Ravens have suffered a bad press, as indeed have all the Corvus family. Persecuted for many years, it is heartening to see such a healthy presence of crows, rooks, jackdaws, magpies, jays and now ravens here on the Island. All of these birds possess a wonderful intelligence and playfulness and extraordinary skills in flight. There is a humour about all of them – I find it hard not to be cheered by them.

 

As carrion eaters, perhaps they remind us a little too much of our mortality, but I find a great healing power in their symbolism. A few years ago, during meditation, I saw a vision of a crow in my skull, pecking away at my brain. On the surface, this rather gruesome image might have appeared quite disturbing; however, at the time, it felt very comforting. I was at a point in my life when I was carrying so much personal dead wood; events, attitudes and relationships that no longer served me – the corpses of a life dead, dying or passed were weighing heavily, rigidly holding me in a tight circle of repeated patterns and frustrations. The crow seem to speak of the psychological and physical transformations needed to keep life flowing onward; the not necessarily pleasant but absolutely crucial task of processing the rot and shit into fertile ground. Any amount of wreckage that our own psychological battlefields might produce have at least the potential to be stripped clean, laid bare and put to rest.

 

Since then I have had many inner and outer experiences with these birds – especially ravens. Through them I have learned that like the line between land and ocean, the place between life and death – psychological or actual – is a powerful one, rich in the potential for change. The ocean and the land impact upon one another and this is most intensely perceived where sea and shore meet; similarly, life and death impact upon each other too. The trick is to surrender our stone-like resistance to the rising waters of release. When the time has come, resistance really is futile.

 

In this place of merging edges the Raven dwells, but in its exhilarating acrobatics; in the soft ruffles of its shaggy throat, stretched to call out its comical song, we might come to realise that there is also a joy in the process. I have learned to trust the flurry of black feathers and sharp beaks. At Yaverland, the ravens are often most visible at sunset, that in-between place between day and night. Watching them effortlessly glide the cliff edges in the dying light, it is easy to grasp just how magical and mysterious these wonderful birds are, and just how vital their gift of transformation.

 

Sandown Bay from Culver Cliff at Sunset (the dark speck is a raven!)

Sandown Bay from Culver Cliff at Sunset (the dark speck is a raven!)

 

 

 

 

 

The Christmas Blue Tits and the New Year Thrush

On Christmas day afternoon, Laurie, Dad and I took a walk across the Wetlands adjacent to my home. The Yar River springs to the surface in Niton to the south, winding down through the valley, the wetlands spreading out from its course, until it meets the sea at Bembridge Haven in the east. The Yar river valley was once home to the Sandown to Newport railway line. The line has long closed but the track is now a cycle path, passing through the beautiful water meadows, flanked by the downs to the north and south. Many of the old railway lines that networked the Island have found a second life as cycle and foot paths. They are wonderful places for wildlife and humans alike.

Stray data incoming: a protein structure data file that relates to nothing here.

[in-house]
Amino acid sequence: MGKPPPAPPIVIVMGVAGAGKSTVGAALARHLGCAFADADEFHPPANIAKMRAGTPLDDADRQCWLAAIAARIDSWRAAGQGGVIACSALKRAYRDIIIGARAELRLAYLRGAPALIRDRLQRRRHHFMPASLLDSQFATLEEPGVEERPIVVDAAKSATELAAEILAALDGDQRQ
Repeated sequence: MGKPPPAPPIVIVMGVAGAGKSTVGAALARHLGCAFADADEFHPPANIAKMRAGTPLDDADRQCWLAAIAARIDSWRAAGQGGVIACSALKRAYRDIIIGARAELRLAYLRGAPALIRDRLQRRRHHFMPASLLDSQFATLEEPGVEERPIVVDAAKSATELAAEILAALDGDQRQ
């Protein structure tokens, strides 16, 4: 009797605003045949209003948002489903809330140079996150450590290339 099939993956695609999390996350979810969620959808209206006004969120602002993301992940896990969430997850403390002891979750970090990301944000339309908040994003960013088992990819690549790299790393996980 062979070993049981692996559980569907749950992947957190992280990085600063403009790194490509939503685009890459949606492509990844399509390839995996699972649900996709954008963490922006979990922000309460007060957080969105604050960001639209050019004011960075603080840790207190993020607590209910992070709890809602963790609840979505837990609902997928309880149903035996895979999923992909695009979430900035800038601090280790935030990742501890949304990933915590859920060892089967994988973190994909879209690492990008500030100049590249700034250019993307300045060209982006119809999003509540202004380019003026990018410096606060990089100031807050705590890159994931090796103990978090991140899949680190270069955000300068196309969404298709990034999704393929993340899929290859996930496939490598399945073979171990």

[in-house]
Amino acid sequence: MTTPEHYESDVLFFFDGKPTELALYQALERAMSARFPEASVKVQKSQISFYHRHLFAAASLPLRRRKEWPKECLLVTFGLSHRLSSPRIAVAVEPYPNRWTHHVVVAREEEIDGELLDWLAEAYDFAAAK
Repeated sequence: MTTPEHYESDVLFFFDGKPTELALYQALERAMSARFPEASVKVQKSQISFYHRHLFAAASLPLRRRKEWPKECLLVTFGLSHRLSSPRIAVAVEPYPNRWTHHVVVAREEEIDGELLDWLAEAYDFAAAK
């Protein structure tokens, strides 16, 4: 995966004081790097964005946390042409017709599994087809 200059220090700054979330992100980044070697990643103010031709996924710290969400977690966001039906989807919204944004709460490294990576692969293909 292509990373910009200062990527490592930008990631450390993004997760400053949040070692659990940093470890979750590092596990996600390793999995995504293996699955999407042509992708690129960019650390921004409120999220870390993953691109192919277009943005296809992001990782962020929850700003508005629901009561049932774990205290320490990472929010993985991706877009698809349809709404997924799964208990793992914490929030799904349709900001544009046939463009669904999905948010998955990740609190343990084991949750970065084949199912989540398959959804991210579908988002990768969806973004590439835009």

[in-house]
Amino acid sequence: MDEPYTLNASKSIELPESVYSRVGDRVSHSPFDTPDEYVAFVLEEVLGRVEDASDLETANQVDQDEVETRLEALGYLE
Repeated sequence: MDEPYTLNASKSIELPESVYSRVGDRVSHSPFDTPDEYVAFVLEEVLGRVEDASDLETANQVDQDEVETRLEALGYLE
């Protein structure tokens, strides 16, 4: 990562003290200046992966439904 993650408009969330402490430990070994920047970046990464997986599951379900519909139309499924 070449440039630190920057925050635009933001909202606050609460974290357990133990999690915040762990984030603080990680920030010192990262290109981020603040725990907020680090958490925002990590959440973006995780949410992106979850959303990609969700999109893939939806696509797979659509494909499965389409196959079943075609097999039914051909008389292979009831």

Between Sandown and the small hamlet of Alverstone – just off the old railway path- is the nature reserve of Alverstone Mead. Here, at the edge of the woods – overlooking the water meadows and the downs – is a large wooden hide on stilts. This wonderful place is run by volunteers. I have spent many happy moments here, witness not only to the many small birds and red squirrels that regularly feed here (it is one of the best places on the Island to view these elusive creatures), but also to woodpeckers (green and great spotted), grey herons, jays, kestrels, barn owls, foxes, water rats, my beloved buzzards and an assortment of other wetland and woodland residents.

 

On Christmas day, the place was alive with small birds – mainly tits and finches – one hungry, nervous squirrel; an equally nervous jay; a couple of female pheasants and a water rat, repeatedly exiting from his hole in the muddy bank, swimming across the narrow channel at the base of the hide, and then scampering back across the little wooden bridge, returning to his home.

 

What delighted me the most was the sheer number of blue tits. These tiny, agile little birds were covering a small bush beneath one of the hanging feeders. Plumped up with the cold, they were positioned like blue, feathery baubles on a Christmas tree. They each seemed to politely wait their turn, accessing the feeder one by one, until suddenly, with much chattering and impressive aerial control, they swarmed the feeder all at once.

 

I don’t think I am ever as happy as when I am witnessing such moments as these. I find that the more I look at the natural world around me, the more deeply I feel engaged with life and myself. However, I am also reminded that these creatures exist not only to please me, that they too have their purpose and their struggles.